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Google finally joins the battle against fake news with Project Owl, but will that be enough?

Google launches new tools to report fake content online. Here's everything you need to know.

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Fake content is an epidemic which is spoiling the reputation of industry biggies and making them lose on ad business. Not only does it question the authenticity of the medium but is also increasingly taking away the faith users bestow on the web in general. With the advent of technology, the internet has become the go-to source for the information for education, news, research, and so on. The information today has the potential to reach millions in milliseconds and the power of social media accelerates the process. In such a situation, even a single instance of incorrect or false information – when shared on a mass level- has the tendency to bring about catastrophic damage to the collective pool of data available online.

In a bid to make the internet a more accurate source of information, companies such as Facebook, Google, and Wikipedia are working towards developing tools which not only detect false information circulated through their channels but also ask users to proactively report such instances. Once a place to connect with people, Facebook is now synonymous with a ‘news feed’ where fellow users share content discovered, at times also generated, on the platform. However, between discovering, liking, and sharing content, one important step is missed – verifying the source.

Facebook has time and again received flak for the widespread issue of fake news on its platform and CEO Mark Zuckerberg admitted that there is a lot that needs to be done to combat the issue. Now, the world’s online library, Google announced its first major attempt to combat the circulation of fake news on its search engine. At a time when others have already been working on improving their tools and algorithms to address the issue, Google’s measure might seem like a delayed effort, nonetheless crucial. If one looks up for even a single keyword, the search engine shows up millions of web pages with information. However, given the open nature of the internet, anyone with basic knowledge of creating web pages has the liberty to put up information which may or may not be factually accurate. In order to filter out such web pages from its results, Google is working on ‘Project Owl’. The aim of the project is to deal with spam, false information, piracy, and poor quality content which show up for popular search terms. ALSO READ: Facebook fake news: If Wikipedia is democratic, so is Facebook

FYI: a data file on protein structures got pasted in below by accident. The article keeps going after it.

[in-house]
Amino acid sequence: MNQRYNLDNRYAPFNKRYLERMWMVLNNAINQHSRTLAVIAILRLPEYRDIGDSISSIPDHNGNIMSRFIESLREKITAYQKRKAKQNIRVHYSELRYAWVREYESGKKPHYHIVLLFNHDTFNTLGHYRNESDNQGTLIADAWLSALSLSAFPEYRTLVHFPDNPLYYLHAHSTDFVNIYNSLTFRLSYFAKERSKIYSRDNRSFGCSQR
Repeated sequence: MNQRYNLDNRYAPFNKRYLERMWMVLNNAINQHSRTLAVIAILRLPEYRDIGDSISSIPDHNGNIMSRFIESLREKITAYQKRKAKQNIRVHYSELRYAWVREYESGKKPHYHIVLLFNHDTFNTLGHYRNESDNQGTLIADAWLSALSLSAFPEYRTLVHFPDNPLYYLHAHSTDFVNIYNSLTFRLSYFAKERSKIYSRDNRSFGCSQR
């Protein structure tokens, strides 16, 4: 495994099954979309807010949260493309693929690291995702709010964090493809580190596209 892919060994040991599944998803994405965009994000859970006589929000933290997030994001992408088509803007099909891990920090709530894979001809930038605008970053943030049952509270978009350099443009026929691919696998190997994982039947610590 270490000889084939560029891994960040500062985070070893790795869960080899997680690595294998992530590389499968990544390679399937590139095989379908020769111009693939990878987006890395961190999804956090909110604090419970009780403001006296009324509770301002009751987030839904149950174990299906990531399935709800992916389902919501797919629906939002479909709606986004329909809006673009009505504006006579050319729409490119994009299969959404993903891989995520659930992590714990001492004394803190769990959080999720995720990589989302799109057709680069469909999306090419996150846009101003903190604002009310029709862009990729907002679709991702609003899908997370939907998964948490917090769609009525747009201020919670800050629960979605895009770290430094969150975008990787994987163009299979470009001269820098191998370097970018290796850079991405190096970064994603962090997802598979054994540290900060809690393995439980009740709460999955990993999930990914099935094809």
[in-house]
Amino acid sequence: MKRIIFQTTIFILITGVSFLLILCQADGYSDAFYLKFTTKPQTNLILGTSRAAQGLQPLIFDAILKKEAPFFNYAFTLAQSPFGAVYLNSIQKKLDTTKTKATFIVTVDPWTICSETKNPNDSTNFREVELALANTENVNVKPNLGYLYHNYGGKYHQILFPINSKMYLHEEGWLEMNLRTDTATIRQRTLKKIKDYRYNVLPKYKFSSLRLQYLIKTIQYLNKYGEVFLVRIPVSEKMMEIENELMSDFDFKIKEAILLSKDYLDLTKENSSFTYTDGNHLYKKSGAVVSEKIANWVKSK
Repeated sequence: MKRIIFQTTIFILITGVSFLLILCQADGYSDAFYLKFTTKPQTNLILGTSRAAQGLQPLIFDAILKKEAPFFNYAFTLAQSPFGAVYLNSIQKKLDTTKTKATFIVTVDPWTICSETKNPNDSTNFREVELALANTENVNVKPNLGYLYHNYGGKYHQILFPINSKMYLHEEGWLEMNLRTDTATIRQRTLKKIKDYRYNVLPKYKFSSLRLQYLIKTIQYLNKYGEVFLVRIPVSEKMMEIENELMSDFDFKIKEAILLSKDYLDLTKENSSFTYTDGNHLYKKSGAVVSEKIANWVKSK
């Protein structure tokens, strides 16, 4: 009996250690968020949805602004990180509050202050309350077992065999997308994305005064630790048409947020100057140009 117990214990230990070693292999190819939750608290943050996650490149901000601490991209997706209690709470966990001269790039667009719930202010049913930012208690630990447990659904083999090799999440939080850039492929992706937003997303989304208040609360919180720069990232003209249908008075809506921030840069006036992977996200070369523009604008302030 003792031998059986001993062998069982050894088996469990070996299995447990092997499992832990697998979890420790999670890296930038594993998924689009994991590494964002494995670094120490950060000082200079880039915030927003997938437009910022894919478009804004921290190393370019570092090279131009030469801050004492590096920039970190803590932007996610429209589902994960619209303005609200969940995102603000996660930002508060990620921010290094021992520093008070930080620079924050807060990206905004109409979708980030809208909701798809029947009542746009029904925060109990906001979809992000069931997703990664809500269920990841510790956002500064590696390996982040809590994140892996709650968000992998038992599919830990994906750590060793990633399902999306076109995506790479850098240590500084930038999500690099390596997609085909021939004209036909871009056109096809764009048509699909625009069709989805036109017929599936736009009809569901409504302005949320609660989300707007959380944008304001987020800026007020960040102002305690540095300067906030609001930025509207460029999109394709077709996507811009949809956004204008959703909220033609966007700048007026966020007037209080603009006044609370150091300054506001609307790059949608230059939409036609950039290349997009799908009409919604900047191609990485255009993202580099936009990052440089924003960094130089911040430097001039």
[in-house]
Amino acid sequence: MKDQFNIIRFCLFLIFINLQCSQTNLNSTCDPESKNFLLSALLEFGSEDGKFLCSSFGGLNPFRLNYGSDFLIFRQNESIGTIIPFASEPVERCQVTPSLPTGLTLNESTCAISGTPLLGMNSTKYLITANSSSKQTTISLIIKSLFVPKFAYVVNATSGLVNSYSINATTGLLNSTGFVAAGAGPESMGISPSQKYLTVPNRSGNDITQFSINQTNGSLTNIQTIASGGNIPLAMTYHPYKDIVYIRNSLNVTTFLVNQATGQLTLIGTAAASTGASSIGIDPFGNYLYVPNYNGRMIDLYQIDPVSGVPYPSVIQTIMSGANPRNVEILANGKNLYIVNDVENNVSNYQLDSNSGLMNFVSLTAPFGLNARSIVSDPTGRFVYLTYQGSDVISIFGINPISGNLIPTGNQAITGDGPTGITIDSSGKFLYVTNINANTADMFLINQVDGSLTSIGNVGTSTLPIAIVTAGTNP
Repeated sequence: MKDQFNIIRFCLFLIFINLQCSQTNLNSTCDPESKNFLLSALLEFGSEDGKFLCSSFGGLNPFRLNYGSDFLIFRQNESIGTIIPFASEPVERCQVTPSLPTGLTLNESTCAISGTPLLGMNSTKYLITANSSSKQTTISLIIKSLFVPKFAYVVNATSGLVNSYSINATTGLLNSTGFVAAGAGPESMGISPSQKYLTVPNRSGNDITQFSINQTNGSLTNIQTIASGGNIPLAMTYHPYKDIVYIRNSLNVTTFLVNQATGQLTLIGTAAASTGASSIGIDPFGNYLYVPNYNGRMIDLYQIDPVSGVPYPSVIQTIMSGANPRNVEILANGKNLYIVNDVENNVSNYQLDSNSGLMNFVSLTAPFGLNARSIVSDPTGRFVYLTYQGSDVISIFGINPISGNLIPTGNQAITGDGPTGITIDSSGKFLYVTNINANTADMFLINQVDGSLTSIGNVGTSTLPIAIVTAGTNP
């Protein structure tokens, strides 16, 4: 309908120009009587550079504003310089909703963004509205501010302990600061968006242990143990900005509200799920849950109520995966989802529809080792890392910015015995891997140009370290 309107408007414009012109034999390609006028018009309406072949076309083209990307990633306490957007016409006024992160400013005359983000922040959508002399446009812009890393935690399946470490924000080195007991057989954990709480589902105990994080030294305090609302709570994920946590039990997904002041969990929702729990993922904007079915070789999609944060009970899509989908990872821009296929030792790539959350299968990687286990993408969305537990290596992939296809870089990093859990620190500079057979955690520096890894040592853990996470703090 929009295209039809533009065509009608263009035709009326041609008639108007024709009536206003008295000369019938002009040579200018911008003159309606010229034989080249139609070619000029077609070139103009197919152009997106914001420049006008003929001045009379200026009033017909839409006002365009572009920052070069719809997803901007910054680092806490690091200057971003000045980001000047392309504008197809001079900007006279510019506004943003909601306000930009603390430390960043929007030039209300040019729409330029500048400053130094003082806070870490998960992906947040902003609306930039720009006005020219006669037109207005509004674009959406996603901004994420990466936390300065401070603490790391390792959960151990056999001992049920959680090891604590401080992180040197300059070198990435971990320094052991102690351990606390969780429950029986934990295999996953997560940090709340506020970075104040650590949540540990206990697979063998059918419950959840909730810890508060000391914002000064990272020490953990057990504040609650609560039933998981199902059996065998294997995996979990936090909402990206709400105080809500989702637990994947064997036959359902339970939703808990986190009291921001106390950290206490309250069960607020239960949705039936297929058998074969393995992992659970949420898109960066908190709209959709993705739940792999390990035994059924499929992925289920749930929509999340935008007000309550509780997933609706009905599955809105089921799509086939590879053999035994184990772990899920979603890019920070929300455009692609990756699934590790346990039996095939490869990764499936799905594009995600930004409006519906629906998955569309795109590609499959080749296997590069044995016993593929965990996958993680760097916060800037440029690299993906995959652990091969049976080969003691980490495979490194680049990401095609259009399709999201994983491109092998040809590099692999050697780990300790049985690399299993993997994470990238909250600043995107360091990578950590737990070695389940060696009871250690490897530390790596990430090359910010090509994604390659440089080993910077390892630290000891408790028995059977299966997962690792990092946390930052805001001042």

Google labels them as ‘problematic searches’ which involve rumors, conspiracies, myths, biased content, along with offensive information. Addressing these ‘problematic searches’, Google today announced that it has improved the ‘autocomplete’ feature in its search engine. For example, if you are typing in the search box something like ‘how to kill’, the autocomplete suggestions would refrain from showing possibly life-threatening search results. The purpose of the prompted suggestions is to make search quicker to show results for what popular results for the particular phrase are.